$$\begin{aligned}{}[0,1]\times \{x_{i}\}\subset \bigcup _{j=1}^{n}\mathcal {I}(t_{j})\times B_{\delta _{_{t_j}}}(x_{i}), \end{aligned}$$

as illustrated in Fig. 2. Let

$$\begin{aligned} \delta _{i}:=\min \{\delta _{t_{1}},\delta _{t_{2}},...,\delta _{t_{n}}\}. \end{aligned}$$

Then

$$\begin{aligned}{}[0,1]\times \{x_{i}\}\subset [0,1]\times B_{\delta _{i}}(x_{i}). \end{aligned}$$

Let \(\tau _{i}<\min \{\eta _{i},\delta _{i}\}\). Then, \(H_{i}\) is proper in \(\overline{\mathcal {I}(t)}\times \overline{B_{\tau _{i}}(x_{i})}\), since the restriction of a proper map to a closed subset is also proper. On the other hand, since

$$\begin{aligned}{}[0,1]\times \overline{B_{\tau _{i}}(x_{i})}=\bigcup _{i=1}^{n}\overline{\mathcal {I}(t_{i})}\times \overline{B_{\tau _{i}}(x_{i})} \end{aligned}$$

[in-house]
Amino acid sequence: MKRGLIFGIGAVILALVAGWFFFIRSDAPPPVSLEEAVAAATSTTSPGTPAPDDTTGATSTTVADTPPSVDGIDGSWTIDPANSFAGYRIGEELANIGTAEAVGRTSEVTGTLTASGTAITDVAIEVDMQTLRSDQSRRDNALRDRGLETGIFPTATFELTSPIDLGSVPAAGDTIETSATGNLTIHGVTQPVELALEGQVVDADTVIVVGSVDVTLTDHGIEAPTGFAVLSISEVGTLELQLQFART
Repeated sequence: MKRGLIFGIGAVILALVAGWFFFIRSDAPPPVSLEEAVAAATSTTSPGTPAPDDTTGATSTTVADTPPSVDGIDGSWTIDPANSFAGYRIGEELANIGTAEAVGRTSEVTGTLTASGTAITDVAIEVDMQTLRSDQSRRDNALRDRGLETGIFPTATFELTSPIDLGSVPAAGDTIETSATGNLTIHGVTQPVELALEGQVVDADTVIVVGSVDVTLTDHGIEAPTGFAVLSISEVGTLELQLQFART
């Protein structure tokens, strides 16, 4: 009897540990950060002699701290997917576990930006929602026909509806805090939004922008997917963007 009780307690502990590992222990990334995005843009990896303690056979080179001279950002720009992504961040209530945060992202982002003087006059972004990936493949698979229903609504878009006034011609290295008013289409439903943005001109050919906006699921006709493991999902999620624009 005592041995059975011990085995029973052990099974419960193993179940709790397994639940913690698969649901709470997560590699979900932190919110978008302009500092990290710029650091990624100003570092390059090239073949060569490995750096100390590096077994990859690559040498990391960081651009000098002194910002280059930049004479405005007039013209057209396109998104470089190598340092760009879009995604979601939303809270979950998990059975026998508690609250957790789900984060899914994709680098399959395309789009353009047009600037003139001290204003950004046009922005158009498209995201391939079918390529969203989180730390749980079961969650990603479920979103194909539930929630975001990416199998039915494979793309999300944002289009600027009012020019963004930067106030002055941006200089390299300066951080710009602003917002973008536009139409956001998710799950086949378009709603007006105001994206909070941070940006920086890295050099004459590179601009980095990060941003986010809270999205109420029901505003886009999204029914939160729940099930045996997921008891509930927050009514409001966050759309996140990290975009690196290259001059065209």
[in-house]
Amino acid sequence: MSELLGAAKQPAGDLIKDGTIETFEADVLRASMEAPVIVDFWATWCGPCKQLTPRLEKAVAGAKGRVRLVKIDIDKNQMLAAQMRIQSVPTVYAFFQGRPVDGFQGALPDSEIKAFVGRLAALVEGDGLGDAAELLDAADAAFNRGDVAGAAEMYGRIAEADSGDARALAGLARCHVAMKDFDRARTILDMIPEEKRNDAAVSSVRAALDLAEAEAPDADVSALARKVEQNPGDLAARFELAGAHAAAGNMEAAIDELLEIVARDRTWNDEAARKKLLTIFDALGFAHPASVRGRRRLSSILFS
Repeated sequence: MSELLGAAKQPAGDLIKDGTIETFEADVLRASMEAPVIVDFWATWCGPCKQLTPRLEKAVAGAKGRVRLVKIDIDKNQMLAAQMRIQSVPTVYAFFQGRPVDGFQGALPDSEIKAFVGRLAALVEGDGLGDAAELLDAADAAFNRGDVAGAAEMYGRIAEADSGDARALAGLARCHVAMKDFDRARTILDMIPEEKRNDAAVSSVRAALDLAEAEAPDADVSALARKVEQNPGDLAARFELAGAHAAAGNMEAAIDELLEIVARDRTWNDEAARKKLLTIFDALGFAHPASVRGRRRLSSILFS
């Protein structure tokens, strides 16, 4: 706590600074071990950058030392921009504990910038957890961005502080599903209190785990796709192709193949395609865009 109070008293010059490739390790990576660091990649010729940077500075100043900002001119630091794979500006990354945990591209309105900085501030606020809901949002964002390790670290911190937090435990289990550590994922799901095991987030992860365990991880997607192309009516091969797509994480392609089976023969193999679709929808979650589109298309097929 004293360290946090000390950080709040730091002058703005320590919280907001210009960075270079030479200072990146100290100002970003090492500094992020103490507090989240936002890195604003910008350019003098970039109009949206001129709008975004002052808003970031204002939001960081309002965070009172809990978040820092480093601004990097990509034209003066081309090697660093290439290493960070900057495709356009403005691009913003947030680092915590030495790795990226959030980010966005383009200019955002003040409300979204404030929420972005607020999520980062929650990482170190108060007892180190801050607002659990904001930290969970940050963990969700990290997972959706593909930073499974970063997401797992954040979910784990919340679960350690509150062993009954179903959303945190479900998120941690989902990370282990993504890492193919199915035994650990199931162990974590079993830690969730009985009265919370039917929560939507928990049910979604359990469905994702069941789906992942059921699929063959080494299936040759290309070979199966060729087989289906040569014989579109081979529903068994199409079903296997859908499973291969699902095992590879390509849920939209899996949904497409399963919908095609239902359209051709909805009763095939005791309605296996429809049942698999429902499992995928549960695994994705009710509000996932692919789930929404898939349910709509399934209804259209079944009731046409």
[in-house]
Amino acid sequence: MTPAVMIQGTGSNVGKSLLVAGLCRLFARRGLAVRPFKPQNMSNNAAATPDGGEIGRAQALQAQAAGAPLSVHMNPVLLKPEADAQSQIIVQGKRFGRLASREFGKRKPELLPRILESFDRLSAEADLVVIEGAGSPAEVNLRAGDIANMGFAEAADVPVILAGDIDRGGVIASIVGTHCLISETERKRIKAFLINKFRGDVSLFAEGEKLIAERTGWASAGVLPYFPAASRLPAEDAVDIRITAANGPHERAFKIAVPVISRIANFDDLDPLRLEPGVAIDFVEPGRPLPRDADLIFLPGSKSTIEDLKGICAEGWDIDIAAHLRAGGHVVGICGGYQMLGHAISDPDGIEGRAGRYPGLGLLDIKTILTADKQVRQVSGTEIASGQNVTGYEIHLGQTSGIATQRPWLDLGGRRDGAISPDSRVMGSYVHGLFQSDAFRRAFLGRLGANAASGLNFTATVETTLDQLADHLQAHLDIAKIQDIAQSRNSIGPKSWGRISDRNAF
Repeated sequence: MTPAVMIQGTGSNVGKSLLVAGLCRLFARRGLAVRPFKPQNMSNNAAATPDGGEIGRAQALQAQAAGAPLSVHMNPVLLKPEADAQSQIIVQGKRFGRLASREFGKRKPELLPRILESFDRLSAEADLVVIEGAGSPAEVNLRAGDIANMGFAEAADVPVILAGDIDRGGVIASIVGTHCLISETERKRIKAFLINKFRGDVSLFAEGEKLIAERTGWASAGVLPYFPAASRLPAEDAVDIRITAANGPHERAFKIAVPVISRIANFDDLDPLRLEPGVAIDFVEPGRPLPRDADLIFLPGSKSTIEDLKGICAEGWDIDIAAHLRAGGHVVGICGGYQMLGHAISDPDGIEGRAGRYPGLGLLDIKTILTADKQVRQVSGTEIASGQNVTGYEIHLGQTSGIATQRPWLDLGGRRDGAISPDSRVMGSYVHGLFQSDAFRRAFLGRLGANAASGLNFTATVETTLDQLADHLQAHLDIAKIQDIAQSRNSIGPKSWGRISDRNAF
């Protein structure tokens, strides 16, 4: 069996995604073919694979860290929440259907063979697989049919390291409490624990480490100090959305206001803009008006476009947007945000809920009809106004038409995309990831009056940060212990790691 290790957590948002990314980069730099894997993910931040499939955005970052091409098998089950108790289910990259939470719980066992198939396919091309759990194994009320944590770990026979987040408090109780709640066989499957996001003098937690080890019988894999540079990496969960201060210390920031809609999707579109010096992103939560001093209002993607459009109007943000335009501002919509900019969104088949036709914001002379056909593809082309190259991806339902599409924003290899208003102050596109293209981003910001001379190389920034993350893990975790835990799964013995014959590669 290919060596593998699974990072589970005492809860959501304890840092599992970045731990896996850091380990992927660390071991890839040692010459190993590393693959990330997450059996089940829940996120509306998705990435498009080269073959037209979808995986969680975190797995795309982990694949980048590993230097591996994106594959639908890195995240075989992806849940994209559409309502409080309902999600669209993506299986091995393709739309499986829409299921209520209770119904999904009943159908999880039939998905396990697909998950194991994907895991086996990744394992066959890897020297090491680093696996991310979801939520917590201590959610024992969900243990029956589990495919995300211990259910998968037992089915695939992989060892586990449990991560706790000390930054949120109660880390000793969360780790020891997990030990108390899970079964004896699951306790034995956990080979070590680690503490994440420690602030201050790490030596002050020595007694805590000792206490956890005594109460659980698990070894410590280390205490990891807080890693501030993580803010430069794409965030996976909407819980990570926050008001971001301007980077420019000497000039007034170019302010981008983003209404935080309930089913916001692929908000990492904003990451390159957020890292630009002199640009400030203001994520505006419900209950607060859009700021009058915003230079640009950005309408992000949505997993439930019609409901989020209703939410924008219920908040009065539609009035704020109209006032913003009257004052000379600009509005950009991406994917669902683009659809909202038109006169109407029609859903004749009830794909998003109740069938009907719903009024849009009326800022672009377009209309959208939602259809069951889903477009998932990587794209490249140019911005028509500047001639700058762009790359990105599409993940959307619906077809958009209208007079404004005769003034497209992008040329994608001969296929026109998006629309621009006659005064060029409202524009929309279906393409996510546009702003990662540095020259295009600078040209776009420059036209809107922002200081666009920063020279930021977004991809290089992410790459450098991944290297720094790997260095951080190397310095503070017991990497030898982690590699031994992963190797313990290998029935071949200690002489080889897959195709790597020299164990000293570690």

and each \(\overline{\mathcal {I}(t_{i})}\times \overline{B_{\tau _{i}}(x_{i})}\) is closed, necessarily \(H_{i}\) is proper on \([0,1]\times \overline{B_{\tau _{i}}(x_{i})}\). Therefore

$$\begin{aligned} H_{i}\in \mathcal {C}^{1}([0,1]\times \overline{B_{\tau _{i}}(x_{i})},Y), \end{aligned}$$

and it is proper. The proof is complete. \(\square \)

Fig. 2
figure 2

Scheme of the construction

Lemma 5.3

\(0\notin H_{i}(t,\partial B_{\tau _{i}}(x_i))\) for each \(t\in [0,1]\) and sufficiently small \(\tau _i>0\).

Proof

On the contrary, assume that \(0\in H_{i}(t,\partial B_{\tau _{i}}(x_i))\) for some \(t\in [0,1]\) and \(\tau _i<\eta _i\), i.e., there exists \(x\in \partial B_{\tau _{i}}(x_i)\), such that \(H_{i}(t,x)=0\). Thus